Tuesday, February 12, 2013

Apicoectomy at DENTart and article about 112-The European emergency number

Yesterday I walked over to Tempelierstraat to catch the #140 Connexxion bus to Heemstede.  I had an appointment for 1030hrs. for dental surgery. The dentist had found that I had pocket of infection at the root of one of the teeth I had had a root canal done on last May. The tooth had been sensitive off an on for months and I finally decided I'd better get it taken care of. My dentist in CA thought it might be a cracked root and that's why I was putting it off. That would have meant removing the bridge I just had put in, pulling that tooth and getting an implant and then a new bridge.

The dentist, Dr. Robert Gitz, performed an Apicoectomy. He explained everything he was going to do and told me every step of the way what was going on. He was very thorough and as gentle as he could be.

A few hours after I got home my nose started to bleed....a lot......It scared me. Dr. Gitz had shown me the xrays where the root of my tooth was close to the sinus cavity, but hadn't warned me that it might bleed. The instructions I used to provide as a 911 dispatcher came back to me....Do not sniff or blow!! LOL!

 I did call Dr. Gitz...He reassured me that it was perfectly normal and to just rest. The bleeding slowed down after about 30 minutes and stopped completely a few hours later.  After the anesthetic wore off there was very little pain, I just took a couple of Advil. I didn't think of icing the area till a few hours later......and that helped quite a bit too.

This morning I woke up looking like a chipmunk, but no pain.  We'll see how it heals now!  I am scheduled to go back to have the stitches removed on Friday.


Great article posted by Iamexpat  on Facebook about 112

112 - The European emergency number

112 is a single emergency telephone number that allows European citizens and travelers within EU to contact emergency services for assistance in all Member States.

In order to ensure a quicker and more efficient intervention, 112 operates either alongside the national emergency numbers or as the main emergency number depending on the country.

Since each Member State is responsible for its own national civil protection system, the operator may transfer your call to the appropriate emergency service or deal with your request directly.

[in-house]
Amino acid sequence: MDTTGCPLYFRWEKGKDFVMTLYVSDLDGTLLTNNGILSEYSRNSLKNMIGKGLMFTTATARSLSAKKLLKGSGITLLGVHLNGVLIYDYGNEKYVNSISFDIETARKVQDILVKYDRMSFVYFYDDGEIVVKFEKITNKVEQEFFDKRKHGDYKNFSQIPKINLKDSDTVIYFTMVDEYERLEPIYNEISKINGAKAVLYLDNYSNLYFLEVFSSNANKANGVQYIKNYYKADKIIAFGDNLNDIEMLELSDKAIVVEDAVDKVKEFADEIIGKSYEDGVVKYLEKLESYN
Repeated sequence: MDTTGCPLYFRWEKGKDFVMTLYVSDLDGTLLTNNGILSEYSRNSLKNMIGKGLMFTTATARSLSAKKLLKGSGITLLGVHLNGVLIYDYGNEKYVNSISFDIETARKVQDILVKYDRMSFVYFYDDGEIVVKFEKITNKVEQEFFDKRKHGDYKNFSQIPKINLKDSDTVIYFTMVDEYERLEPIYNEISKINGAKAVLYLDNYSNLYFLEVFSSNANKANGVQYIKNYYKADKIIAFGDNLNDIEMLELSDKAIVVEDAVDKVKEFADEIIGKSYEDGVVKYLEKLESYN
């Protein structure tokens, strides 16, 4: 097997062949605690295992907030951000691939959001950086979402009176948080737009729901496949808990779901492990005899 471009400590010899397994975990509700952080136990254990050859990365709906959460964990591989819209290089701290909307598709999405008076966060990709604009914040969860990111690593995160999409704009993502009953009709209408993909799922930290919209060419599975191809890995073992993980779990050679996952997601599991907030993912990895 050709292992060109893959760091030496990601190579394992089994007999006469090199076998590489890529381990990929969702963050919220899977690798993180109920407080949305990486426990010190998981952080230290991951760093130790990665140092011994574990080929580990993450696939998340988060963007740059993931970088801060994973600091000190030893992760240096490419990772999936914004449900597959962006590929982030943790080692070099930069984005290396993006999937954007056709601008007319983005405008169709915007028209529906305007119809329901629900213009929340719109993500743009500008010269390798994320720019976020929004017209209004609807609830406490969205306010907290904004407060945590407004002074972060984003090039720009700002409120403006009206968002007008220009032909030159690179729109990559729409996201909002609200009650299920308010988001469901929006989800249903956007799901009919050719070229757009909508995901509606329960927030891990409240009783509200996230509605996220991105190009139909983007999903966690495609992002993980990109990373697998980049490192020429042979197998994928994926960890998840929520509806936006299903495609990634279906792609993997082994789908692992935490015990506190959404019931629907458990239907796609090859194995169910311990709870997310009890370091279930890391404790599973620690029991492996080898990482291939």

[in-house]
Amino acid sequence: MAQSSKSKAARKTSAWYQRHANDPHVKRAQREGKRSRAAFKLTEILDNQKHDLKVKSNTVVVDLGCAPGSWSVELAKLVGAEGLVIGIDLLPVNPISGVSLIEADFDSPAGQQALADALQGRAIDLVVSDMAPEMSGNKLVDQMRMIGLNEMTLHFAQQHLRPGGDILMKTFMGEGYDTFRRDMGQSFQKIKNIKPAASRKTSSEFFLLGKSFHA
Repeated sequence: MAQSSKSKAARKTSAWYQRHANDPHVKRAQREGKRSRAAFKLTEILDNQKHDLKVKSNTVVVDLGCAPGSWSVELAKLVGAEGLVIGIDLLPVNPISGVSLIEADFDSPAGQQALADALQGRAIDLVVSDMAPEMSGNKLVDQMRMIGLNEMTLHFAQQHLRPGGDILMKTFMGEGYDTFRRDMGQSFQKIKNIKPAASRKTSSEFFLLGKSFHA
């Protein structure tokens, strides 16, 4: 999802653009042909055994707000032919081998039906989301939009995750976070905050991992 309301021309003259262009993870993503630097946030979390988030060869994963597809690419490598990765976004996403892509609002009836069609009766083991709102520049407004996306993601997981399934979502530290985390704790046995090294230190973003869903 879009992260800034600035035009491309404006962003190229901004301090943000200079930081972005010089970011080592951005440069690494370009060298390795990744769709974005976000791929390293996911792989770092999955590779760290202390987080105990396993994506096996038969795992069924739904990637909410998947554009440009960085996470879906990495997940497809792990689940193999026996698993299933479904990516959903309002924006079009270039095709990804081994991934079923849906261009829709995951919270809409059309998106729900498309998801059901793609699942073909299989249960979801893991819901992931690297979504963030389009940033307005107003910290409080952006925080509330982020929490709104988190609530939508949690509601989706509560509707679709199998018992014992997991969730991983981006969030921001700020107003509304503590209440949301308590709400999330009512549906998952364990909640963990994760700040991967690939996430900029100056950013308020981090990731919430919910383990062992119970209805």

The European emergency number is:
 ideal for contacting any emergency service in any EU country
 available from fixed (including public pay-phones) and mobile phones all over EU
 easily remembered and quickly dialed (no country, city or district code needed)
 seen as a key instrument for the free movement within the EU

112 operates in Austria, Belgium, Bulgaria, Croatia, Cyprus, Czech Republic, Denmark, Estonia, Faroe Islands, Finland, France, Germany, Greece, Hungary, Iceland, Ireland, Italy, Latvia, Liechtenstein, Lithuania, Luxembourg, Malta, Monaco, Netherlands, Norway, Poland, Portugal, Republic of Macedonia, Romania, Serbia, Slovakia, Slovenia, Spain, Sweden, Switzerland, Vatican and the United Kingdom. 112 is also available worldwide on GSM mobile networks.

 Call 112 and wait until you are connected to an operator.
 Introduce yourself and clearly state the incident.
 Although emergency services should be able to identify where you are physically located, always indicate your location and if possible, briefly explain how to reach you.
 Answer all the questions asked.
 Follow the operator’s advice.
 Do not hang up, until the call-taker or dispatcher asks you to.
 Try to keep your phone line free after the conversation; you may receive calls for additional information. 
 Call again only if there are more to report / situation changes.

Call 112 in case:

 of fire / smoke / explosives
 of a serious car / work accident
 someone is attempting to steal / damage a vehicle or property
 you or people nearby you are trapped / injured / unconscious / bleeding / suffocating
 you witnessed an attempted suicide

Do not use 112:
 just for fun / to check if it actually works
 to report the same accident / emergency again
 to call a taxi or get informed about transportation schedules / flight information
 for contact details (address, phone number etc.)
 for medical specialists, prescriptions etc.
 for minor accidents / incidents

Note that
 If the operator does not answer your call immediately do not hang up; every repeated call is considered a new one and thus, is put at the end of the queue.
 Stay calm and make sure your answers are precise, brief and clear.
 The average waiting time in the Netherlands is eight seconds.
 112 calls from mobile phones in the Netherlands are possible even if there is no SIM card.
 Operators in the Netherlands can be expected to speak English, German and French
 Hoax 112 calls are considered to be a criminal offense in most EU countries.
 February 11 is established as the European 112 Day.
 All EU citizens and travelers should receive information about 112 by SMS when they travel to another EU country (Roaming Regulation, July 2009).
 Only around 45% of the Dutch are aware of 112 as the EU-wide emergency number.

Visit the 112 Foundation for more information and remember: "When in doubt, dial it out - 112. You could save someone’s life!"

Useful links
 European Commission 112
 112 in the Netherlands